2. Next, find why you have this belief, how it could be wrong, and what is perpetuating it.
a. For Example:
i. People believe caffeine is the right answer because their peers or role models do it.
ii. People believe it works because it “Worked” for them.
1. Meaning you tried it yourself and you got the results you wanted
2. But what “Works” is subjective to the person
3. Meaning it may have not been the best way to do it
3. Then go out and get a second opinion from someone else that explains why your belief or Common Sense could be wrong.
a. Even though you may have this belief, you may not be easily able to see it and recognize its causes
i. Why do I want caffeine?
1. Am I addicted to it?
ii. Is it because it tastes good?
iii. Do I drink it out of habit?
b. So you need to go out and find someone who is looking at you from “Outside the Box.” who has an objective view of the situation
i. Because if you ask someone with the same belief, they will most likely tell you are crazy and that you are wrong about trying to change your belief.
ii. For Example:
1. You want to try Power Naps and want to kick caffeine
2. You ask someone who believes that caffeine works and says why change what works? (Ain’t Broke, Don’t Fix it Fallacy.)
4. Now evaluate your responses and your objective observer’s responses in #2 & 3 of this list with the assumption that everything you wrote down is true.
a. Argue for each point by creating supporting evidence that justify why your belief could be wrong and how your belief could be bases off something irrational such as:
ii. Opinions (Of Yourself and Others)
b. For Example:
i. I am addicted.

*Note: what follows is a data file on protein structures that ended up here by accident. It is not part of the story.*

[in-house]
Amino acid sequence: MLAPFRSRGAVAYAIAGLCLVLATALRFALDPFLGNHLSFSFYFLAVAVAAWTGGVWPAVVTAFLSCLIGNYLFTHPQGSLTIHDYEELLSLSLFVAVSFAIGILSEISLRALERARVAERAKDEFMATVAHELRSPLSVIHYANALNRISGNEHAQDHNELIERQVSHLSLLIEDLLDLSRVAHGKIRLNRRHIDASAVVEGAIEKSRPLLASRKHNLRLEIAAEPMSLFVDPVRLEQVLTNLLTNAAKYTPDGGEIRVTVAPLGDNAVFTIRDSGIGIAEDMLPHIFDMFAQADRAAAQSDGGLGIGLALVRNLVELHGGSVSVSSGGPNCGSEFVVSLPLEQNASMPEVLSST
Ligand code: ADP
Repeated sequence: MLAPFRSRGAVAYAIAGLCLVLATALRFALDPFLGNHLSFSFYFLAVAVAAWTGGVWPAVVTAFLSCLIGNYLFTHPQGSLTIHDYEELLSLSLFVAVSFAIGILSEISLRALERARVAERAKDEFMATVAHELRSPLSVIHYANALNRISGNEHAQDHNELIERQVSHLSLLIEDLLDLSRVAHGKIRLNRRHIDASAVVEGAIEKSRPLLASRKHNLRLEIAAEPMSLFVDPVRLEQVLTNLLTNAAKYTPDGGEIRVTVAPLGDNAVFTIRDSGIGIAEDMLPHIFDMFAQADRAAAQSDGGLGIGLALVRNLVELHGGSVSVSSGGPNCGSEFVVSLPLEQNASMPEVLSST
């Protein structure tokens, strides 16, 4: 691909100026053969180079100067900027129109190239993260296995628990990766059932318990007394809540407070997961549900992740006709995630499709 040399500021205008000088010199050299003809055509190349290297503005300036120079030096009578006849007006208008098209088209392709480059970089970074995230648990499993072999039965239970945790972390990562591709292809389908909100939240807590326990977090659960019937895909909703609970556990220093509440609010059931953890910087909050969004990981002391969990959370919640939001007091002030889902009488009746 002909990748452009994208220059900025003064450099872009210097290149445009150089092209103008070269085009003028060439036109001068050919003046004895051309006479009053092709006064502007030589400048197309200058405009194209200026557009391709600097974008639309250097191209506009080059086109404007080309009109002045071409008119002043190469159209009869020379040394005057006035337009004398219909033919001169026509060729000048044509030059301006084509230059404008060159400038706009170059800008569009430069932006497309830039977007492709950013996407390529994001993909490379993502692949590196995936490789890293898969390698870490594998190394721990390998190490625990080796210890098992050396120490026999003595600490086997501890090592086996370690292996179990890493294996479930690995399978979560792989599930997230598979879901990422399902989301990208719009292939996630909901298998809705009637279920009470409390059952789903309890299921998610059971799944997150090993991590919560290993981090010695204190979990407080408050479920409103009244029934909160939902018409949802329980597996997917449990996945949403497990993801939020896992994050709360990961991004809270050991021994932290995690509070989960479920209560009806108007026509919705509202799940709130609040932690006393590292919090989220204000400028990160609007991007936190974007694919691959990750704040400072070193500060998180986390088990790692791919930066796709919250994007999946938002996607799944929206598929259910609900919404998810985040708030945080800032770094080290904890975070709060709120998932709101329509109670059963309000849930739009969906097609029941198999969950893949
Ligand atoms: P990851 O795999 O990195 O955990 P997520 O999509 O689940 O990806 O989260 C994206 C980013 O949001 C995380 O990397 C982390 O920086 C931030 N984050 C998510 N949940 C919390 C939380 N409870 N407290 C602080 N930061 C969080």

1. It’s the ONLY THING that works.
2. My friends are doing it.
5. Once you feel like you've got it, redefine your Belief and Common Sense and brainstorm how to change your mind about how it just can’t be completely true or actually exist.
a. Here is the hardest part of the process, the moment where you accept that your belief or perception isn't true to reality and that Common Sense can’t exist.
b. For Example:
i. I accept that the Common Sense of drinking caffeine to stay awake is not the only answer to this problem.
ii. I accept that is most likely a cause of my past experiences that caused me to believe that it is the only way to stay awake.
iii. I accept that my experiences alone create a “Sense” that is not all that Common.
Why you should do this?
Our perception of reality does not exist, but is the belief that it does. As all beliefs are ultimately opinions. Which is why they vary hugely from individual to individual.
So allowing our perception to be more adaptable. Becoming gradually more and more in line with ultimate reality is helpful and useful to making a better world. Because in the end, perception fizzles out, and we always dwell in reality, in knowledge, in certainty.
Lucas Thomas, professional writer, entrepreneur, and business owner.